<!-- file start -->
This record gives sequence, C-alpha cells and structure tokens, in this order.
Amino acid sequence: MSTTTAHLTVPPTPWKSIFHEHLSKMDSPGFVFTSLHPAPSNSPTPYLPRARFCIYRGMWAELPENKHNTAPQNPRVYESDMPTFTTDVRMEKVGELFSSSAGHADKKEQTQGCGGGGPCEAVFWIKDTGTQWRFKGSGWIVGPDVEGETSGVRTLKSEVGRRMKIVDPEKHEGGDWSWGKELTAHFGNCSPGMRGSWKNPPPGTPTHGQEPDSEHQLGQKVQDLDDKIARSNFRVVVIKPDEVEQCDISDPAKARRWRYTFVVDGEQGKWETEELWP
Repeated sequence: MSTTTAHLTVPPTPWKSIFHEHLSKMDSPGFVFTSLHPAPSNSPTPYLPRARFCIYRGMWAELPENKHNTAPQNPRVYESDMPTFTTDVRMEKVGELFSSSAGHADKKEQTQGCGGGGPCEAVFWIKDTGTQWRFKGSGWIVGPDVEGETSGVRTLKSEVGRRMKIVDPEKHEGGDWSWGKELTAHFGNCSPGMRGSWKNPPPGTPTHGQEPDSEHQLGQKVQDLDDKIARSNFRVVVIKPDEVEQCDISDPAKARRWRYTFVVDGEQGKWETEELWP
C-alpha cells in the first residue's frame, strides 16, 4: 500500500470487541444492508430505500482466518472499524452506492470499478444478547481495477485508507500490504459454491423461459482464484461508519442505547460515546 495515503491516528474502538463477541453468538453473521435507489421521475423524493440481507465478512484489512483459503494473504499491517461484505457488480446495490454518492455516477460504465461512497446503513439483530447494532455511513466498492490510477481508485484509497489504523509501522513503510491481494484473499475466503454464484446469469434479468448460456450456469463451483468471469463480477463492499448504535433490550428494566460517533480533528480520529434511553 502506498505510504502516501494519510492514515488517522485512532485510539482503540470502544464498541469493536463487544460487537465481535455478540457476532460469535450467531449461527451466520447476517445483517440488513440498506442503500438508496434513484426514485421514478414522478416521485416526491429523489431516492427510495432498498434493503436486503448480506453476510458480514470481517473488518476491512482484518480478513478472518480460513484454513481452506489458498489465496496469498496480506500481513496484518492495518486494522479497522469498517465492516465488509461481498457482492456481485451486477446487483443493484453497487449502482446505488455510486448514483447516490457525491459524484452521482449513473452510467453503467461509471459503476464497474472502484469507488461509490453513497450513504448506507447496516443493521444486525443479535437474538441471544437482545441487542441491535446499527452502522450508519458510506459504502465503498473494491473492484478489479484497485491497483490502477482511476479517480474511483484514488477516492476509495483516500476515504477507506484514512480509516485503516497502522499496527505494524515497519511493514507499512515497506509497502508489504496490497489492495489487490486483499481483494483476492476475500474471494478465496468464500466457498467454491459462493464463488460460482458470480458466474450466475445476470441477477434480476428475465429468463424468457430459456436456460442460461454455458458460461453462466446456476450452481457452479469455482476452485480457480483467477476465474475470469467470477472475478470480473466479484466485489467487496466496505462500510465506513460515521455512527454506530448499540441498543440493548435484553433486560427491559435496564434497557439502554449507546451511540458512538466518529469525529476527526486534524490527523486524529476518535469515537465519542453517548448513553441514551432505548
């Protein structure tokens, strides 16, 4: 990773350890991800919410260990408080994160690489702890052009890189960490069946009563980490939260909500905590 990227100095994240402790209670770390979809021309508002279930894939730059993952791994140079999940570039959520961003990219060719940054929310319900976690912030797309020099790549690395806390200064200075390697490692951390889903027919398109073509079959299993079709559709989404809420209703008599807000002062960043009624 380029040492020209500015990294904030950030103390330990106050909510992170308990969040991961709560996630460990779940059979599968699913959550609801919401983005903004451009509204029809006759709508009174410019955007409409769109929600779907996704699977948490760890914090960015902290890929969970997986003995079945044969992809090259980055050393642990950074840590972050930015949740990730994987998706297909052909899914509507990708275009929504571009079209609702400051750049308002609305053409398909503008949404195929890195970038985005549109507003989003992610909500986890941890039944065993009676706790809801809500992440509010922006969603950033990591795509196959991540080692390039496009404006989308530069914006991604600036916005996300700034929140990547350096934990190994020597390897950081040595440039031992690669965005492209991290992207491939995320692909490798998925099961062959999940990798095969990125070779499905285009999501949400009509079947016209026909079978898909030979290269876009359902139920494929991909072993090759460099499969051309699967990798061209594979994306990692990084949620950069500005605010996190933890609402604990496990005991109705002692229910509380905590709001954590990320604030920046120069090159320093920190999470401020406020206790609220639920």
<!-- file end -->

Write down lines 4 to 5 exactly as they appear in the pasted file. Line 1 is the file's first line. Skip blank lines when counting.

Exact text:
C-alpha cells in the first residue's frame, strides 16, 4: 500500500470487541444492508430505500482466518472499524452506492470499478444478547481495477485508507500490504459454491423461459482464484461508519442505547460515546 495515503491516528474502538463477541453468538453473521435507489421521475423524493440481507465478512484489512483459503494473504499491517461484505457488480446495490454518492455516477460504465461512497446503513439483530447494532455511513466498492490510477481508485484509497489504523509501522513503510491481494484473499475466503454464484446469469434479468448460456450456469463451483468471469463480477463492499448504535433490550428494566460517533480533528480520529434511553 502506498505510504502516501494519510492514515488517522485512532485510539482503540470502544464498541469493536463487544460487537465481535455478540457476532460469535450467531449461527451466520447476517445483517440488513440498506442503500438508496434513484426514485421514478414522478416521485416526491429523489431516492427510495432498498434493503436486503448480506453476510458480514470481517473488518476491512482484518480478513478472518480460513484454513481452506489458498489465496496469498496480506500481513496484518492495518486494522479497522469498517465492516465488509461481498457482492456481485451486477446487483443493484453497487449502482446505488455510486448514483447516490457525491459524484452521482449513473452510467453503467461509471459503476464497474472502484469507488461509490453513497450513504448506507447496516443493521444486525443479535437474538441471544437482545441487542441491535446499527452502522450508519458510506459504502465503498473494491473492484478489479484497485491497483490502477482511476479517480474511483484514488477516492476509495483516500476515504477507506484514512480509516485503516497502522499496527505494524515497519511493514507499512515497506509497502508489504496490497489492495489487490486483499481483494483476492476475500474471494478465496468464500466457498467454491459462493464463488460460482458470480458466474450466475445476470441477477434480476428475465429468463424468457430459456436456460442460461454455458458460461453462466446456476450452481457452479469455482476452485480457480483467477476465474475470469467470477472475478470480473466479484466485489467487496466496505462500510465506513460515521455512527454506530448499540441498543440493548435484553433486560427491559435496564434497557439502554449507546451511540458512538466518529469525529476527526486534524490527523486524529476518535469515537465519542453517548448513553441514551432505548
């Protein structure tokens, strides 16, 4: 990773350890991800919410260990408080994160690489702890052009890189960490069946009563980490939260909500905590 990227100095994240402790209670770390979809021309508002279930894939730059993952791994140079999940570039959520961003990219060719940054929310319900976690912030797309020099790549690395806390200064200075390697490692951390889903027919398109073509079959299993079709559709989404809420209703008599807000002062960043009624 380029040492020209500015990294904030950030103390330990106050909510992170308990969040991961709560996630460990779940059979599968699913959550609801919401983005903004451009509204029809006759709508009174410019955007409409769109929600779907996704699977948490760890914090960015902290890929969970997986003995079945044969992809090259980055050393642990950074840590972050930015949740990730994987998706297909052909899914509507990708275009929504571009079209609702400051750049308002609305053409398909503008949404195929890195970038985005549109507003989003992610909500986890941890039944065993009676706790809801809500992440509010922006969603950033990591795509196959991540080692390039496009404006989308530069914006991604600036916005996300700034929140990547350096934990190994020597390897950081040595440039031992690669965005492209991290992207491939995320692909490798998925099961062959999940990798095969990125070779499905285009999501949400009509079947016209026909079978898909030979290269876009359902139920494929991909072993090759460099499969051309699967990798061209594979994306990692990084949620950069500005605010996190933890609402604990496990005991109705002692229910509380905590709001954590990320604030920046120069090159320093920190999470401020406020206790609220639920």